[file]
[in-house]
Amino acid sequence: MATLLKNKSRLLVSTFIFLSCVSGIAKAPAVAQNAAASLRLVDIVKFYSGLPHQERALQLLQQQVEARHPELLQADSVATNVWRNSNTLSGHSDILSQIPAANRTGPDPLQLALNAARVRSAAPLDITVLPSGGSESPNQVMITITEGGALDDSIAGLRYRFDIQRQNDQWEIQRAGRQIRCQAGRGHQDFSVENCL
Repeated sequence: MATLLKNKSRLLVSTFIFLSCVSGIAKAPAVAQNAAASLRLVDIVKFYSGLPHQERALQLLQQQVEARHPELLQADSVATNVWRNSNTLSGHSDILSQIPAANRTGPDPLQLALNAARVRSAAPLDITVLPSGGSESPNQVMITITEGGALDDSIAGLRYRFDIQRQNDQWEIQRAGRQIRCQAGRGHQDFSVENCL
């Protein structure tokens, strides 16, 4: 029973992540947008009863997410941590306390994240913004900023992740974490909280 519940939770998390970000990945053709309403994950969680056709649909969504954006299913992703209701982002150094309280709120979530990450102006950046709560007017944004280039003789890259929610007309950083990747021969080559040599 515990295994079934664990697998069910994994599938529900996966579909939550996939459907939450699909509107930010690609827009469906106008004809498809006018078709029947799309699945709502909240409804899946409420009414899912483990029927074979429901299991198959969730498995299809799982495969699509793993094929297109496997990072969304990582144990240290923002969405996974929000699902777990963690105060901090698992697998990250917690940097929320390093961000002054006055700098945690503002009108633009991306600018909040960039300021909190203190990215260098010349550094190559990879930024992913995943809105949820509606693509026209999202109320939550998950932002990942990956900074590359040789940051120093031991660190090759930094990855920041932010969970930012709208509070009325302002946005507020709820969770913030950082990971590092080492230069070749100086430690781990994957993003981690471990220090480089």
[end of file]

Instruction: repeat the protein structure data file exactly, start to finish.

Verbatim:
[in-house]
Amino acid sequence: MATLLKNKSRLLVSTFIFLSCVSGIAKAPAVAQNAAASLRLVDIVKFYSGLPHQERALQLLQQQVEARHPELLQADSVATNVWRNSNTLSGHSDILSQIPAANRTGPDPLQLALNAARVRSAAPLDITVLPSGGSESPNQVMITITEGGALDDSIAGLRYRFDIQRQNDQWEIQRAGRQIRCQAGRGHQDFSVENCL
Repeated sequence: MATLLKNKSRLLVSTFIFLSCVSGIAKAPAVAQNAAASLRLVDIVKFYSGLPHQERALQLLQQQVEARHPELLQADSVATNVWRNSNTLSGHSDILSQIPAANRTGPDPLQLALNAARVRSAAPLDITVLPSGGSESPNQVMITITEGGALDDSIAGLRYRFDIQRQNDQWEIQRAGRQIRCQAGRGHQDFSVENCL
């Protein structure tokens, strides 16, 4: 029973992540947008009863997410941590306390994240913004900023992740974490909280 519940939770998390970000990945053709309403994950969680056709649909969504954006299913992703209701982002150094309280709120979530990450102006950046709560007017944004280039003789890259929610007309950083990747021969080559040599 515990295994079934664990697998069910994994599938529900996966579909939550996939459907939450699909509107930010690609827009469906106008004809498809006018078709029947799309699945709502909240409804899946409420009414899912483990029927074979429901299991198959969730498995299809799982495969699509793993094929297109496997990072969304990582144990240290923002969405996974929000699902777990963690105060901090698992697998990250917690940097929320390093961000002054006055700098945690503002009108633009991306600018909040960039300021909190203190990215260098010349550094190559990879930024992913995943809105949820509606693509026209999202109320939550998950932002990942990956900074590359040789940051120093031991660190090759930094990855920041932010969970930012709208509070009325302002946005507020709820969770913030950082990971590092080492230069070749100086430690781990994957993003981690471990220090480089």